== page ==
Hitting New Slopes

For MT
In the midst of all the celebration and hype that has followed Sochi's selection as the host city for the 2014 Winter Olympics, one could be forgiven for thinking that there's only one place to get away from Moscow on a ski trip. But with prices in Sochi going up faster than the buildings for the event itself, skiers and snowboarders are starting to look for other options to get their fix of winter sports.

The resort of Bukovel in eastern Ukraine's Carpathian Mountains is a rapidly growing ski area billed as the country's first European-class resort, with a modern lift system, snow machines and comfortable accommodation. At 900 to 1,370 meters above sea level, it is the second-highest ski area in Ukraine, so there is almost always plenty of snow. And if there isn't, Dragobrat, the highest resort, is just a short drive away.

The resort has 14 lifts serving 50 kilometers of runs, which cater to skiers and snowboarders of all standards. The pistes are well prepared although not quite to European standards.

But importantly, Bukovel does not, at least yet, suffer from the overcrowding problems of many European resorts. Even in this year's early-January holiday season, lines for the lifts were on average one minute.

There are, of course, those who don't have to wait at all. Ukrainian President Viktor Yushchenko is a regular visitor and when he is there, he is ushered to the front of lines, and pistes are closed for his use. There's no place for democracy on the ski slopes!

Svetlana Lizogubenko / For MT
A group of Cossacks putting on an energetic display to entertain skiers and snowboarders at the bottom of Bukovel's slopes.
The night skiing from 5 p.m. to 8 p.m. on two of the red runs is an enchanting experience: There's something deeply beautiful about gliding from the heights down hazily lit slopes surrounded by snow-covered fir trees.

Bukovel also offers some European-style amenities: The Panorama cafe at the top of Mount Dovga, the resort's highest point, provides a variety of refreshments from mulled wine and cognac to chocolate bars and espressos, all of which can be enjoyed from the cafe's 360-degree terrace with stunning views of the surrounding mountains.

While Bukovel has a way to go to challenge European resorts, in terms of both the slopes and the amenities, it is a reasonably priced and fast-developing alternative suitable for all levels of skiers. A bid is in the cards for the 2018 Winter Olympics and, according to an ambitious expansion plan, there will be 278 kilometers of runs and 35 lifts by the 2008-09 season, which would make Bukovel one of the 20 largest resorts in the world.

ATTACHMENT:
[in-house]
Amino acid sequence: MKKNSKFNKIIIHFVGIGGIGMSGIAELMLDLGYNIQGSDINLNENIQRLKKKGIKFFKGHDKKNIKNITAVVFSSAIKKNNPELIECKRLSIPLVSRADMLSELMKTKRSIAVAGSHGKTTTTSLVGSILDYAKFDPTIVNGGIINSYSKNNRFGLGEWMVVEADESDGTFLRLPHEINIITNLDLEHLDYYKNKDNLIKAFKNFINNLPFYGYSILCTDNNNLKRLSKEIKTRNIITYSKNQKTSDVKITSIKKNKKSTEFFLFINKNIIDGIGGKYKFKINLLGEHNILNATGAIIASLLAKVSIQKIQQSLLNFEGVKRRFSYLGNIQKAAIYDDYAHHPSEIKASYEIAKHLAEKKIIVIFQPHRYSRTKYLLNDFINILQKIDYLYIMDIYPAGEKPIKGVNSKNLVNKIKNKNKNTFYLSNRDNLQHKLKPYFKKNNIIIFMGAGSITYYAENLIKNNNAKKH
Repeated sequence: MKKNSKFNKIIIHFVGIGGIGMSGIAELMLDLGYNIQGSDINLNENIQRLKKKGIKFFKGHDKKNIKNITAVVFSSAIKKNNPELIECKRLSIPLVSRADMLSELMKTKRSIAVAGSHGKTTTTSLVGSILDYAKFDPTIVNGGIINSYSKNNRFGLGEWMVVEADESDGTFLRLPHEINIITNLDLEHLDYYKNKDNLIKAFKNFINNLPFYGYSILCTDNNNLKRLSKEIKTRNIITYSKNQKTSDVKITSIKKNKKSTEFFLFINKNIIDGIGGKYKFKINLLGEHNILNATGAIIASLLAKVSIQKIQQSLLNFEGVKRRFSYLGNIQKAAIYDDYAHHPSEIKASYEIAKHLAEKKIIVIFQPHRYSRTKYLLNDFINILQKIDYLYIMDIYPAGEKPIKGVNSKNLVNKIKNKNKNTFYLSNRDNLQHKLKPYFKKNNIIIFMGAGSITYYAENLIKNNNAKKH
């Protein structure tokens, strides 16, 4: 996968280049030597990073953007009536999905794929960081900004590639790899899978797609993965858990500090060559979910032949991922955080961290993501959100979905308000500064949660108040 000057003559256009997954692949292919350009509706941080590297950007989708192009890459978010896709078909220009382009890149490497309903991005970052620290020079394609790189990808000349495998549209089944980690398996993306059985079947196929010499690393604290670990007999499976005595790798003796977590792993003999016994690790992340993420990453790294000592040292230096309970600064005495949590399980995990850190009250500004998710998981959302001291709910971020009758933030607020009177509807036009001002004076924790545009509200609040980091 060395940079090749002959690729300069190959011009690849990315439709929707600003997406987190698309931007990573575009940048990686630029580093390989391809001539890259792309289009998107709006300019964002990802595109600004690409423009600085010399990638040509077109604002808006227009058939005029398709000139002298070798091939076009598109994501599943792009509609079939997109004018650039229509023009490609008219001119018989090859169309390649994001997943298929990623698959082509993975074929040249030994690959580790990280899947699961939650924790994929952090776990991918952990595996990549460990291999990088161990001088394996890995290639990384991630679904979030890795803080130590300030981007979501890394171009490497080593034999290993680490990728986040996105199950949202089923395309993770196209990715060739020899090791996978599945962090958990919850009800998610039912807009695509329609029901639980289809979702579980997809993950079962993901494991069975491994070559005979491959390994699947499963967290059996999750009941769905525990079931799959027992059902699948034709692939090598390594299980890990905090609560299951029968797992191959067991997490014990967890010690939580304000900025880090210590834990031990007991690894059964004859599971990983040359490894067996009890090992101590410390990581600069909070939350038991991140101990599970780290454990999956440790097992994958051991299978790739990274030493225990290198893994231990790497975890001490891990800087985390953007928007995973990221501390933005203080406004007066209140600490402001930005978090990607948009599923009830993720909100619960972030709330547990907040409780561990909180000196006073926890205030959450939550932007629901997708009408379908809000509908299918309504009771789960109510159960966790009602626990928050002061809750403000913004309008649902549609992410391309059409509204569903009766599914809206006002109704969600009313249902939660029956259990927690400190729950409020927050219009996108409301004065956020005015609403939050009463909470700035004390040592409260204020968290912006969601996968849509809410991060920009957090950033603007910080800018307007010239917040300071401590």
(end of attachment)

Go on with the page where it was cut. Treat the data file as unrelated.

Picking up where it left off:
How to Get There
Bukovel's transportation links are still developing. There are two ways to get there from Moscow:

Fly to Lvov and then travel onward by bus (about a four-hour trip). AeroSvit has daily flights from Sheremetyevo via Kiev. A roundtrip ticket costs around $480.

Fly to Ivano-Frankovsk then take the bus (trip lasts around one hour). AeroSvit flies daily from Sheremetyevo via Kiev. A roundtrip ticket costs around $480.

Where to Stay
The Bukovel resort was built in 2001 by an investor who owns all the accommodation at the site. Hotel Bukovel is more precisely a complex of modern cottages located just a few minutes' walk from the slopes. The complex has a sauna, swimming pool and fitness center, and the rooms are cozy, well equipped and modern. A standard double costs around 2,000 hryvnas ($400) for three nights with breakfast included.

Polyarys Hotel is located in Yaremche, a short bus or taxi ride from the slopes. The hotel organizes a shuttle to and from the slopes in the morning and evening for $4 roundtrip. While not as exclusive as the Hotel Bukovel, Polyarys Hotel is a comfortable alternative for those on a tighter budget. A standard double room costs around 1,000 hryvnas ($200) for three nights.

Lift Passes and Lessons
A full day pass costs 178 hryvnas on weekends and 152 hryvnas on weekdays. A night-skiing pass for slopes one and two from 5 p.m. to 8 p.m. costs 18 hryvnas per run on weekends and 15 hryvnas on weekdays. A set of basic skis, poles and boots can be rented for 95 hryvnas per day, and a snowboarding set for 75 hryvnas. Individual and group lessons can be organized. A four-hour group session costs 100 hryvnas.